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Syrian opposition defends eastern Ghouta situation

In an interview, Jaish al-Islam spokesman Capt. Islam Alloush told Al-Monitor that the group is confident its goals will be achieved in besieged eastern Ghouta as it is transforming its "militia into a real army."
Smoke rises from what activists said was due to shelling by forces loyal to Syria's president Bashar Al-Assad on the outskirts of Damascus city in the eastern Damascus suburb of Ghouta May 21, 2015.  REUTERS/Diaa Al-Din  - RTX1DYKI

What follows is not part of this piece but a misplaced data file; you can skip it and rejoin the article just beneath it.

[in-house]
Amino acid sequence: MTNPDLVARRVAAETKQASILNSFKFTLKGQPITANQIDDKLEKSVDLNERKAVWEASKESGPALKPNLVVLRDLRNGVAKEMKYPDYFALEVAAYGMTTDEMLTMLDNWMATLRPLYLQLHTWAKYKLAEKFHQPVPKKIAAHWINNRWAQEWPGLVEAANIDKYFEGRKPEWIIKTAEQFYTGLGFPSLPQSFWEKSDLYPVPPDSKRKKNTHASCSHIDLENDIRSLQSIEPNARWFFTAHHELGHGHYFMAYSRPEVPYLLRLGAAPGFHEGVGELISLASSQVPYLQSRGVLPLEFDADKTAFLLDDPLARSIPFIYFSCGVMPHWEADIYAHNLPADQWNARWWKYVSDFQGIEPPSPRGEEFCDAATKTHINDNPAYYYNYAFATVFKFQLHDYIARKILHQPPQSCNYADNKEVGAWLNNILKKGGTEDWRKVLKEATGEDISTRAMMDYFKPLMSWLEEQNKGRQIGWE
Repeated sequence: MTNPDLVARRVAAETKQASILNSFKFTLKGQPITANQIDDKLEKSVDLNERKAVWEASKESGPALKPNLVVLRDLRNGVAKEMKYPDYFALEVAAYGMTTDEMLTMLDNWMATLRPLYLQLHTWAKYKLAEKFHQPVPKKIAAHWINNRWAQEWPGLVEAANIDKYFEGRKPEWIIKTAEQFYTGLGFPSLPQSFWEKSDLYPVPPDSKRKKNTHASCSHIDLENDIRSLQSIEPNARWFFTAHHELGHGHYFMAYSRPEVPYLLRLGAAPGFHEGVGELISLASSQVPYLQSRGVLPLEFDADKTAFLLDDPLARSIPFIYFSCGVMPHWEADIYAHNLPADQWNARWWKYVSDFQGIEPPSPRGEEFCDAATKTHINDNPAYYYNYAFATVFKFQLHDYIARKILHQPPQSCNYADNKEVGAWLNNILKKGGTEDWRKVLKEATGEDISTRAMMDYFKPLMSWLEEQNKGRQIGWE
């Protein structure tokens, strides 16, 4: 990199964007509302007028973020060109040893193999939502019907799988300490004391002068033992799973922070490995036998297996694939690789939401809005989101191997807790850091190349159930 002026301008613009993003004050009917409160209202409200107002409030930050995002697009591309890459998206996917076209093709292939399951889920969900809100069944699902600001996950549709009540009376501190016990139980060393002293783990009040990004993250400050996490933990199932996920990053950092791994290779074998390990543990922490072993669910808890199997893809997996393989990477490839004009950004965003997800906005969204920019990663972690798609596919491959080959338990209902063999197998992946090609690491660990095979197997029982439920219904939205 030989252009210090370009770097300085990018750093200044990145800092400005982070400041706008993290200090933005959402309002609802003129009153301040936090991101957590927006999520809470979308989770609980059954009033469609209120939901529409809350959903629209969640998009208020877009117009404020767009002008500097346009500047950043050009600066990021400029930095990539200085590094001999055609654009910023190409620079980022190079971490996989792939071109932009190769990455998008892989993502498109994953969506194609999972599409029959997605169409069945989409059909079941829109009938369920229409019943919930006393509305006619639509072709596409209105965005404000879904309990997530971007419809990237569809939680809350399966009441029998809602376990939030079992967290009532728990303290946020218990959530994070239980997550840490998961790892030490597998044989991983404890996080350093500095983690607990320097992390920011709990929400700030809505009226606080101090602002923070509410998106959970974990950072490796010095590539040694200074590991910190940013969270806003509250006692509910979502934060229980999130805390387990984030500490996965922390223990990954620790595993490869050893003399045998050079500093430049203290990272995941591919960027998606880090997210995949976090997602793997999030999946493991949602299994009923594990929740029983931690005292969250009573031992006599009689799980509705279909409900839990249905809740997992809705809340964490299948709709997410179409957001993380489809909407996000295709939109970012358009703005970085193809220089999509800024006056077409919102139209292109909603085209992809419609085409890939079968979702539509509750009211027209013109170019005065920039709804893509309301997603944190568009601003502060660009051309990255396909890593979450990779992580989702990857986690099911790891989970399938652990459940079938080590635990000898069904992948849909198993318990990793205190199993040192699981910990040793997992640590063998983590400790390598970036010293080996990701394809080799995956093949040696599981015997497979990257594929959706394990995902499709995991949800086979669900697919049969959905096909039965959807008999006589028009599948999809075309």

ISTANBUL — Difficult access to its main area of operations has long made the Syrian opposition group Jaish al-Islam (JAI) a relative mystery to the outside world. A video released on April 29 showing a 1,700-strong military parade of its new "graduates" in the Damascus outskirts has drawn greater attention to it, along with a shift from calling for an Islamic state to its leader saying the people should choose the sort of state they want.

JAI spokesman Capt. Islam Alloush agreed to be interviewed by Al-Monitor in mid-May, in a gated complex housing mainly foreigners in Istanbul’s outlying suburbs. With a reddish-brown Islamist-style beard, wide-set eyes and a polite demeanor, Alloush claims no family relation to the group’s leader, Zahran Alloush.

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